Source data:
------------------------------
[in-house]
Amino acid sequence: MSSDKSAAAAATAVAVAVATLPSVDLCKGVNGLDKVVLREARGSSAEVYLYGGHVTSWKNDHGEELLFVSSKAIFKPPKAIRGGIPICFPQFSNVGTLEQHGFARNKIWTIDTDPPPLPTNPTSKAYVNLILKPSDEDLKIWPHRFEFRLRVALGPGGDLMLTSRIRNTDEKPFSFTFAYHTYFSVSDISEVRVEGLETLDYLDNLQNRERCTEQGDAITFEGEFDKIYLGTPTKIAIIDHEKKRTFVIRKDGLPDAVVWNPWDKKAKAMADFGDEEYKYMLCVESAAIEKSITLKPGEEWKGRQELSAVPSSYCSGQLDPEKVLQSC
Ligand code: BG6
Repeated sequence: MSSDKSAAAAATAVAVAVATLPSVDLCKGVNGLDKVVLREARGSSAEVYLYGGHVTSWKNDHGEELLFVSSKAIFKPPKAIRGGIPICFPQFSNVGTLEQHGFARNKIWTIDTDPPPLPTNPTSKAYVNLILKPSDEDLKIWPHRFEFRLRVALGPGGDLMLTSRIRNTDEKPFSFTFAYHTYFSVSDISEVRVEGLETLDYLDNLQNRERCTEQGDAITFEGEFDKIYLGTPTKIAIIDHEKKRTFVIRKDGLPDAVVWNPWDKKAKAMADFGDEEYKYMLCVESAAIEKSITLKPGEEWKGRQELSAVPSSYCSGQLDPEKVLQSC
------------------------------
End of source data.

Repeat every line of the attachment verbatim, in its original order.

[in-house]
Amino acid sequence: MSSDKSAAAAATAVAVAVATLPSVDLCKGVNGLDKVVLREARGSSAEVYLYGGHVTSWKNDHGEELLFVSSKAIFKPPKAIRGGIPICFPQFSNVGTLEQHGFARNKIWTIDTDPPPLPTNPTSKAYVNLILKPSDEDLKIWPHRFEFRLRVALGPGGDLMLTSRIRNTDEKPFSFTFAYHTYFSVSDISEVRVEGLETLDYLDNLQNRERCTEQGDAITFEGEFDKIYLGTPTKIAIIDHEKKRTFVIRKDGLPDAVVWNPWDKKAKAMADFGDEEYKYMLCVESAAIEKSITLKPGEEWKGRQELSAVPSSYCSGQLDPEKVLQSC
Ligand code: BG6
Repeated sequence: MSSDKSAAAAATAVAVAVATLPSVDLCKGVNGLDKVVLREARGSSAEVYLYGGHVTSWKNDHGEELLFVSSKAIFKPPKAIRGGIPICFPQFSNVGTLEQHGFARNKIWTIDTDPPPLPTNPTSKAYVNLILKPSDEDLKIWPHRFEFRLRVALGPGGDLMLTSRIRNTDEKPFSFTFAYHTYFSVSDISEVRVEGLETLDYLDNLQNRERCTEQGDAITFEGEFDKIYLGTPTKIAIIDHEKKRTFVIRKDGLPDAVVWNPWDKKAKAMADFGDEEYKYMLCVESAAIEKSITLKPGEEWKGRQELSAVPSSYCSGQLDPEKVLQSC